The Limits Of Science
by Nicholas Rescher
Publisher: University of Pittsburgh Press 1999
Number of pages: 280
Perfected science is but an idealization that provides a useful contrast to highlight the limited character of what we do and can attain. This lies at the core of various debates in the philosophy of science and Rescher's discussion focuses on the question: how far could science go in principle - what are the theoretical limits on science?
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by J. Arthur Thomson - G. P. Putnam's Sons
The aim of this book is to give the intelligent student-citizen a bunch of intellectual keys by which to open doors which have been hitherto shut to him because the portals were made forbidding by an unnecessary display of technicalities.
by Henri Poincare - W. Scott
Henri Poincare wrote the essays in this book in 1905, the landmark period in physics after Maxwell and before special relativity. Not just the science, but the social attitudes of the day come through in this pleasant little book.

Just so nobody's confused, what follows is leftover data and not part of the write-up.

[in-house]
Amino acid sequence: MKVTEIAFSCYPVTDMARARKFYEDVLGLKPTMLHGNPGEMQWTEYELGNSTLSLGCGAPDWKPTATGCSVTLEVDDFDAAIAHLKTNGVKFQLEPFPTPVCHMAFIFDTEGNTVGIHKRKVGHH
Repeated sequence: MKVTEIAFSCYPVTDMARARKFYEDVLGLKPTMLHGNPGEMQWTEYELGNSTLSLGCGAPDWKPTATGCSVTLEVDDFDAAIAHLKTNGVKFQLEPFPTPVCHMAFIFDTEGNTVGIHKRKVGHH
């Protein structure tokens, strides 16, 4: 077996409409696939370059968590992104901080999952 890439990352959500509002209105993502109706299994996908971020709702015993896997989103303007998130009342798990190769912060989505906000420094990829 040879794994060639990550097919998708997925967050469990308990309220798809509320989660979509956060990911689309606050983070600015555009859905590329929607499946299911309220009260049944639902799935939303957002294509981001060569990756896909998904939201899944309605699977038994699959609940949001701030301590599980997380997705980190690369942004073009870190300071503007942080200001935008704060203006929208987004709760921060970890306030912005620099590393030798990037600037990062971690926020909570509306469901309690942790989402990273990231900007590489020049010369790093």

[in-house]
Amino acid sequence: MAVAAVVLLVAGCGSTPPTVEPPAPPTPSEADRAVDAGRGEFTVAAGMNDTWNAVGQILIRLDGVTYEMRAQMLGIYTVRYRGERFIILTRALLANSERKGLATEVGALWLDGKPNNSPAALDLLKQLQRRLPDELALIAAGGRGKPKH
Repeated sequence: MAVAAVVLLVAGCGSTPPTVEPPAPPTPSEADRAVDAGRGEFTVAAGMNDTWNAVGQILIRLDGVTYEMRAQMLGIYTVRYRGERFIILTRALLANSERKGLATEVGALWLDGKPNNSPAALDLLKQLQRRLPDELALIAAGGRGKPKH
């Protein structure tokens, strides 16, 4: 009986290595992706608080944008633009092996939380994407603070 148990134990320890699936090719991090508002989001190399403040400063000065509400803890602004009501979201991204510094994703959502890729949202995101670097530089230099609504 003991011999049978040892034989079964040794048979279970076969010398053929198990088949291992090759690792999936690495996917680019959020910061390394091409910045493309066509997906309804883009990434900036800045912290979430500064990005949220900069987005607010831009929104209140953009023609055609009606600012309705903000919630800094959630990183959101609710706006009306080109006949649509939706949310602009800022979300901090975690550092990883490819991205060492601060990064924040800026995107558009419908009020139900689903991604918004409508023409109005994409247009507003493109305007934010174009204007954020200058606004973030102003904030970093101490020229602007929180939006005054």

by G. E. R. Lloyd - University of California Press
Lloyd's masterly book offers a fascinating and persuasive picture of ancient Greek scientists at work, a complex analysis involving a wide range of issues. Lloyd handles the labyrinthine and often problematic evidence with delicacy and skill.
- National Academies Press
A well-written resource for understanding the principles of responsible research. This is an excellent guide, not only for seasoned scientists and research administrators, but also for newcomers to the field of science and research administration.